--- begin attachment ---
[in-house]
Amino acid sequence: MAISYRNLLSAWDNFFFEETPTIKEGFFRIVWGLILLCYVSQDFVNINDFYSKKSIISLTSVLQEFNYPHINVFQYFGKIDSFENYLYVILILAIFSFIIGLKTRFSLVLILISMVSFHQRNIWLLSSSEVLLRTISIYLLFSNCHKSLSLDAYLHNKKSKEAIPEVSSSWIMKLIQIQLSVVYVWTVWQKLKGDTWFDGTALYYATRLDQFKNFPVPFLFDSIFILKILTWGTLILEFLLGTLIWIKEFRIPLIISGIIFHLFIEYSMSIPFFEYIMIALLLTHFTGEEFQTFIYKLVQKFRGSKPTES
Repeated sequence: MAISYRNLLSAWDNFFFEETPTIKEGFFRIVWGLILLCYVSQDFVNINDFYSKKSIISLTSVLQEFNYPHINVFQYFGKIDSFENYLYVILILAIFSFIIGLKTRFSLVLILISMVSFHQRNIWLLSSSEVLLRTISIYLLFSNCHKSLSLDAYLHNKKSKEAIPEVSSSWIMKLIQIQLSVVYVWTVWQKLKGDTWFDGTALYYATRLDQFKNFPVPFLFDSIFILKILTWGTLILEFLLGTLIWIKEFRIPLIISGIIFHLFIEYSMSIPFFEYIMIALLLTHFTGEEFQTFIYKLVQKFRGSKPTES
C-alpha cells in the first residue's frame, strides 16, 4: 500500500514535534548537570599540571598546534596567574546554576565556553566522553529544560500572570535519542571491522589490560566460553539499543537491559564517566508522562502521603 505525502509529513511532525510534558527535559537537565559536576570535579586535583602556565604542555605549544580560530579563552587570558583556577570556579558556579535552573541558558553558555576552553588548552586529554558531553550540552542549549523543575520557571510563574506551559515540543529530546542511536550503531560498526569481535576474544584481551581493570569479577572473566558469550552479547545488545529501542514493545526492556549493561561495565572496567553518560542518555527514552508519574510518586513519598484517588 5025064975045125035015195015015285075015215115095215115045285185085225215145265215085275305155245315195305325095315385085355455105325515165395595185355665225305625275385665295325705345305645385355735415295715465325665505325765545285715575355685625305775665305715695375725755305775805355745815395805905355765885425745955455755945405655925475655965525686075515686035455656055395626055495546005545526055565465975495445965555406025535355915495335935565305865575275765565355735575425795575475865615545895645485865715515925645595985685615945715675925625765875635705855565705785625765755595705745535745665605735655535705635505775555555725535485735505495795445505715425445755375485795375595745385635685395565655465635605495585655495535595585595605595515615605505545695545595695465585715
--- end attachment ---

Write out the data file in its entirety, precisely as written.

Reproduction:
[in-house]
Amino acid sequence: MAISYRNLLSAWDNFFFEETPTIKEGFFRIVWGLILLCYVSQDFVNINDFYSKKSIISLTSVLQEFNYPHINVFQYFGKIDSFENYLYVILILAIFSFIIGLKTRFSLVLILISMVSFHQRNIWLLSSSEVLLRTISIYLLFSNCHKSLSLDAYLHNKKSKEAIPEVSSSWIMKLIQIQLSVVYVWTVWQKLKGDTWFDGTALYYATRLDQFKNFPVPFLFDSIFILKILTWGTLILEFLLGTLIWIKEFRIPLIISGIIFHLFIEYSMSIPFFEYIMIALLLTHFTGEEFQTFIYKLVQKFRGSKPTES
Repeated sequence: MAISYRNLLSAWDNFFFEETPTIKEGFFRIVWGLILLCYVSQDFVNINDFYSKKSIISLTSVLQEFNYPHINVFQYFGKIDSFENYLYVILILAIFSFIIGLKTRFSLVLILISMVSFHQRNIWLLSSSEVLLRTISIYLLFSNCHKSLSLDAYLHNKKSKEAIPEVSSSWIMKLIQIQLSVVYVWTVWQKLKGDTWFDGTALYYATRLDQFKNFPVPFLFDSIFILKILTWGTLILEFLLGTLIWIKEFRIPLIISGIIFHLFIEYSMSIPFFEYIMIALLLTHFTGEEFQTFIYKLVQKFRGSKPTES
C-alpha cells in the first residue's frame, strides 16, 4: 500500500514535534548537570599540571598546534596567574546554576565556553566522553529544560500572570535519542571491522589490560566460553539499543537491559564517566508522562502521603 505525502509529513511532525510534558527535559537537565559536576570535579586535583602556565604542555605549544580560530579563552587570558583556577570556579558556579535552573541558558553558555576552553588548552586529554558531553550540552542549549523543575520557571510563574506551559515540543529530546542511536550503531560498526569481535576474544584481551581493570569479577572473566558469550552479547545488545529501542514493545526492556549493561561495565572496567553518560542518555527514552508519574510518586513519598484517588 5025064975045125035015195015015285075015215115095215115045285185085225215145265215085275305155245315195305325095315385085355455105325515165395595185355665225305625275385665295325705345305645385355735415295715465325665505325765545285715575355685625305775665305715695375725755305775805355745815395805905355765885425745955455755945405655925475655965525686075515686035455656055395626055495546005545526055565465975495445965555406025535355915495335935565305865575275765565355735575425795575475865615545895645485865715515925645595985685615945715675925625765875635705855565705785625765755595705745535745665605735655535705635505775555555725535485735505495795445505715425445755375485795375595745385635685395565655465635605495585655495535595585595605595515615605505545695545595695465585715